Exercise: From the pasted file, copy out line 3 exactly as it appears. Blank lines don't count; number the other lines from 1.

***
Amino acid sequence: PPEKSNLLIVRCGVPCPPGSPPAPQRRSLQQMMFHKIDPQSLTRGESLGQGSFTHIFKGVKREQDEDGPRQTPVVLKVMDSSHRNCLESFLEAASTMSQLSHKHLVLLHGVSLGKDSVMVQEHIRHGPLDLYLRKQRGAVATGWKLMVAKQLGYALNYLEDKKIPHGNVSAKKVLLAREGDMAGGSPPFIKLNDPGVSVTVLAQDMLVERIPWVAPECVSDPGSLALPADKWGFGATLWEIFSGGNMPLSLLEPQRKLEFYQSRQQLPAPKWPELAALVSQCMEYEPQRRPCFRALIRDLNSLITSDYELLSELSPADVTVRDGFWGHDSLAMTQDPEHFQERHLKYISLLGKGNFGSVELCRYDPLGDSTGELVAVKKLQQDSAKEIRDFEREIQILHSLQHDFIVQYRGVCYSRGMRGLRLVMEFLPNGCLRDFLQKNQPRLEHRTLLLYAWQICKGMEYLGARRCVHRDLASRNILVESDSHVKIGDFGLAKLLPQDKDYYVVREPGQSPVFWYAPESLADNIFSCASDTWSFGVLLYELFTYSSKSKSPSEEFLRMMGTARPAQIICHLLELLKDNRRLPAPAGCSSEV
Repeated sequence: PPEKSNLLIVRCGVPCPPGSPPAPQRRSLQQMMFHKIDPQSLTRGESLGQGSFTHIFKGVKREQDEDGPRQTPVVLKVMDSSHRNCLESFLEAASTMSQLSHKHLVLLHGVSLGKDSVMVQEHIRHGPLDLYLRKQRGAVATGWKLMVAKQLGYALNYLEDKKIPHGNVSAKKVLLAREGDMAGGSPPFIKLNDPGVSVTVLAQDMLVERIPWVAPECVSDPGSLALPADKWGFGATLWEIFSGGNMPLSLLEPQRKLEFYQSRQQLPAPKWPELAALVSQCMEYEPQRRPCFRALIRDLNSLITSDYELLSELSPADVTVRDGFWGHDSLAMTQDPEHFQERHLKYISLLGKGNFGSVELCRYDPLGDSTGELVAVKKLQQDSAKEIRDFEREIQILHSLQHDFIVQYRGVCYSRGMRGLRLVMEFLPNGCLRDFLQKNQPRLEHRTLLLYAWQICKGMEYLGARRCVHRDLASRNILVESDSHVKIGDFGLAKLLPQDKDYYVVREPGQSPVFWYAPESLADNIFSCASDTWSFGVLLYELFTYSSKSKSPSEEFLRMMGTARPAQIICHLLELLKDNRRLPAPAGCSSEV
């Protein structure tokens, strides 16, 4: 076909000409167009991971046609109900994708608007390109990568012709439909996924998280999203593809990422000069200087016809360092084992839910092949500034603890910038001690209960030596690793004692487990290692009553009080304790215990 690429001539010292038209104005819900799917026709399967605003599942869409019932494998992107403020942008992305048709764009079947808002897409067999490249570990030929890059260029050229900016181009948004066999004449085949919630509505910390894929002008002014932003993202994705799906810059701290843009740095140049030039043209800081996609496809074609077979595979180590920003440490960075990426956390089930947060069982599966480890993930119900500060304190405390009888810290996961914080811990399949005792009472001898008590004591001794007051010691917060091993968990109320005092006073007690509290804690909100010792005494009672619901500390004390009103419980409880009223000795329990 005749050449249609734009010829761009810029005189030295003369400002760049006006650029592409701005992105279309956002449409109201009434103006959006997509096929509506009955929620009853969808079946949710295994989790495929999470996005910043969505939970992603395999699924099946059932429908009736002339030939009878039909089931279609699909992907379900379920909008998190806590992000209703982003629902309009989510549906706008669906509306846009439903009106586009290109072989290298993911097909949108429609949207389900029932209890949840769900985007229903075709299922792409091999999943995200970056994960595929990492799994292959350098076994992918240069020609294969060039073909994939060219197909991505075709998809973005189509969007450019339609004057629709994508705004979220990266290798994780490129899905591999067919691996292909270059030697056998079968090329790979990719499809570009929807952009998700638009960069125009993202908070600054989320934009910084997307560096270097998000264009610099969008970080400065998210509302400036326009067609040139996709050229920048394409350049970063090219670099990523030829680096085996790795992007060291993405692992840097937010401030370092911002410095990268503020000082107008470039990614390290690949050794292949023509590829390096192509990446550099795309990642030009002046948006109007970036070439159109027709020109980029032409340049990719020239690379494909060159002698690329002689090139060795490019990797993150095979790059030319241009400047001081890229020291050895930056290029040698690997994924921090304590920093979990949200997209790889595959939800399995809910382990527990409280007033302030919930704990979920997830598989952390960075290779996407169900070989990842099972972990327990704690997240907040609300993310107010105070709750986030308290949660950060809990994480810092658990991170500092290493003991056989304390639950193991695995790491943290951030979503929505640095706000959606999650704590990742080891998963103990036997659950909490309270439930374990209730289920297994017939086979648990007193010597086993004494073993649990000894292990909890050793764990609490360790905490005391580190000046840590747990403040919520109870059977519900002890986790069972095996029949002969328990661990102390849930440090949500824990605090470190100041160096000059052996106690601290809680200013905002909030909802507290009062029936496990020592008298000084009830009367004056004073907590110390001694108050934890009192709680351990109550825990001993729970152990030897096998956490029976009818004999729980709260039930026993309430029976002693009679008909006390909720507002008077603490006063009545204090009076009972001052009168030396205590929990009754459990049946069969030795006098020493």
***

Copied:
């Protein structure tokens, strides 16, 4: 076909000409167009991971046609109900994708608007390109990568012709439909996924998280999203593809990422000069200087016809360092084992839910092949500034603890910038001690209960030596690793004692487990290692009553009080304790215990 690429001539010292038209104005819900799917026709399967605003599942869409019932494998992107403020942008992305048709764009079947808002897409067999490249570990030929890059260029050229900016181009948004066999004449085949919630509505910390894929002008002014932003993202994705799906810059701290843009740095140049030039043209800081996609496809074609077979595979180590920003440490960075990426956390089930947060069982599966480890993930119900500060304190405390009888810290996961914080811990399949005792009472001898008590004591001794007051010691917060091993968990109320005092006073007690509290804690909100010792005494009672619901500390004390009103419980409880009223000795329990 005749050449249609734009010829761009810029005189030295003369400002760049006006650029592409701005992105279309956002449409109201009434103006959006997509096929509506009955929620009853969808079946949710295994989790495929999470996005910043969505939970992603395999699924099946059932429908009736002339030939009878039909089931279609699909992907379900379920909008998190806590992000209703982003629902309009989510549906706008669906509306846009439903009106586009290109072989290298993911097909949108429609949207389900029932209890949840769900985007229903075709299922792409091999999943995200970056994960595929990492799994292959350098076994992918240069020609294969060039073909994939060219197909991505075709998809973005189509969007450019339609004057629709994508705004979220990266290798994780490129899905591999067919691996292909270059030697056998079968090329790979990719499809570009929807952009998700638009960069125009993202908070600054989320934009910084997307560096270097998000264009610099969008970080400065998210509302400036326009067609040139996709050229920048394409350049970063090219670099990523030829680096085996790795992007060291993405692992840097937010401030370092911002410095990268503020000082107008470039990614390290690949050794292949023509590829390096192509990446550099795309990642030009002046948006109007970036070439159109027709020109980029032409340049990719020239690379494909060159002698690329002689090139060795490019990797993150095979790059030319241009400047001081890229020291050895930056290029040698690997994924921090304590920093979990949200997209790889595959939800399995809910382990527990409280007033302030919930704990979920997830598989952390960075290779996407169900070989990842099972972990327990704690997240907040609300993310107010105070709750986030308290949660950060809990994480810092658990991170500092290493003991056989304390639950193991695995790491943290951030979503929505640095706000959606999650704590990742080891998963103990036997659950909490309270439930374990209730289920297994017939086979648990007193010597086993004494073993649990000894292990909890050793764990609490360790905490005391580190000046840590747990403040919520109870059977519900002890986790069972095996029949002969328990661990102390849930440090949500824990605090470190100041160096000059052996106690601290809680200013905002909030909802507290009062029936496990020592008298000084009830009367004056004073907590110390001694108050934890009192709680351990109550825990001993729970152990030897096998956490029976009818004999729980709260039930026993309430029976002693009679008909006390909720507002008077603490006063009545204090009076009972001052009168030396205590929990009754459990049946069969030795006098020493």